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suicide prevention strategy is in place. This balances specific measures for those judged most at risk with broader approaches for prisoners generally.
Fiona Mactaggart: The Commission for Racial Equality's (CRE's) formal investigation into race relations in the Prison Service was published in December 2003. The investigation was conducted in three prisons (Brixton, Feltham and Parc), identified by the Prison Service and Her Majesty's Chief Inspectorate of Prisons. Its findings were accepted in full by the Prison Service.
As a result of the Investigation, the Prison Service is working closely with the CRE to ensure that race equality is managed more effectively across all of the Service's functions, activities and core business requirements. A joint action plan was produced: Implementing Race Equality in Prisons: A Shared Agenda for Change" which represented a milestone for race relations in the service. The plan forms the basis of a long-term strategy for the Prison Service and will ensure that all establishments fully comply with the legal requirements of the Race Rations (Amendment) Act 2000 and embed the lessons learned from the CRE investigation.
Over the last 12 months, the Race and Equalities Action Group has revised the Prison Service Race Equality Scheme, which sets out how the service will meet its general statutory duty under the Race Relations (Amendment) Act 2000 to eliminate unlawful racial discrimination, promote equality of opportunity, and promote good relations between people of different racial groups during 200508.
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Over the next three years, establishments and policy leads will be undertaking impact assessments of all functions, policies and activities within the Prison Service. These assessments will provide evidenced analysis of whether there is the potential for adverse impact or whether there has been actual adverse impact on any racial group. Where there is such evidence, establishments and policy leads will consider what changes need to be made, and make the changes.
Fiona Mactaggart: The market test of the Sheppey prisons was suspended and replaced by a performance improvement test following a meeting between my right hon. friend the Home Secretary and the Prison Officers Association on 18 May. The process of the performance improvement test follows procedures similar to those previously used by the Prison Service. A specification for the performance improvement test was issued by the National Offender Management Service (NOMS) on 30 June. The Prison Service has until 30 September to put forward their proposals in response to the specification. The proposals will be evaluated by NOMS and the outcome should be announced by the end of October.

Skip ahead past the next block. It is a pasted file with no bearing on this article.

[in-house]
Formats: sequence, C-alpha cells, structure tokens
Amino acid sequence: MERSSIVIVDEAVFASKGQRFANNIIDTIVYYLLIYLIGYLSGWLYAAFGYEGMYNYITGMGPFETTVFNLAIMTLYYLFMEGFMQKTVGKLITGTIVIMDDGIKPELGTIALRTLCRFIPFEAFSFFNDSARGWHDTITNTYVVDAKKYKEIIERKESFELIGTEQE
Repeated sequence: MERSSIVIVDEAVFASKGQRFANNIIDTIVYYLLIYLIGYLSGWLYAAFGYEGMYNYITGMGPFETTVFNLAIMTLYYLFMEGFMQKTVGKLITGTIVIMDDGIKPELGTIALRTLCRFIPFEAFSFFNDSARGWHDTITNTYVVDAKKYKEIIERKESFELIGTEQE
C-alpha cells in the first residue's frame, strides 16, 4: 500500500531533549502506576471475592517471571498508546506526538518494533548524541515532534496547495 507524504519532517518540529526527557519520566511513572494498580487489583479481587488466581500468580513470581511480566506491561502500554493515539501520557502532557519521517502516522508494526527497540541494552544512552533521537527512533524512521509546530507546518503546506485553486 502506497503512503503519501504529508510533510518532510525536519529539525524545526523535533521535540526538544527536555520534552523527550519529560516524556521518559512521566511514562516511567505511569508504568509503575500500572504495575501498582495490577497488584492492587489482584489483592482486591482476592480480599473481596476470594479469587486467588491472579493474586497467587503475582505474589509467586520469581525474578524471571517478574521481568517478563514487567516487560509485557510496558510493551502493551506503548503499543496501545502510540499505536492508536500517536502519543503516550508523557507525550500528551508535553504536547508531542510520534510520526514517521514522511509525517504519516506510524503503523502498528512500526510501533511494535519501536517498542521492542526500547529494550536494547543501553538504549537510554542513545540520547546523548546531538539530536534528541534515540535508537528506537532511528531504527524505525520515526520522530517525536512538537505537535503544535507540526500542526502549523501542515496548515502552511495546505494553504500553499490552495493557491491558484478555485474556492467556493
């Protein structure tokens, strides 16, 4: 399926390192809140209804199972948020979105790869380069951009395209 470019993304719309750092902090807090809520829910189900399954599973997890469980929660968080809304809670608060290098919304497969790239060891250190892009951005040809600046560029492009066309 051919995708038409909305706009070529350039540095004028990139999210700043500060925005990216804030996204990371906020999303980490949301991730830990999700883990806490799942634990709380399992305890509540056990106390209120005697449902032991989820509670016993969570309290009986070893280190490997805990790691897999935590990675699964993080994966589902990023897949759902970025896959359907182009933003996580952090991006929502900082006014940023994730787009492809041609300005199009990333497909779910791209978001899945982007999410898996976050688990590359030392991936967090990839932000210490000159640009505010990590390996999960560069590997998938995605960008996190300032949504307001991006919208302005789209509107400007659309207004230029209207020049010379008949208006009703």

Mr. Oaten: To ask the Secretary of State for the Home Department, what the average length of time was between each death in prison custody, initially assessed as self-inflicted, and the opening of the inquest into that death in each of the last five years; and in how many cases there was a delay of more than one year. 
Mr. Bellingham: To ask the Secretary of State for the Home Department if he will list the instances when (a) prison governors and (b) prison officers were investigated for taking drugs into London prisons in each month since January; how long each investigation took; what conclusions each reached; and if he will make a statement. 
Paul Goggins: At Brixton prison an investigation took place in June and July 2005 into the conduct of one member of staff. The disciplinary process is underway. At Wandsworth, one member of staff was investigated in July 2005. This resulted in advice and guidance being issued about the handling of drugs taken from a prisoner's possession. At Wormwood Scrubs, one officer was dismissed in January 2005 and another in March 2005, both as a result of investigations begun in 2004.
Colin Burgon: To ask the Secretary of State for the Home Department what research his Department has carried out into the operational viability of prisons with a capacity of around 2,000 places. 
As the options for the prison estate are considered, strategic need and operational viability are key criteria. Large multi-functional prisons are among the options, and would enable prisoners to progress through their sentences while remaining close
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to their families and community support, and provide better regimes to help rehabilitate prisoners and reduce re-offending. They would also be designed for purpose and efficiency.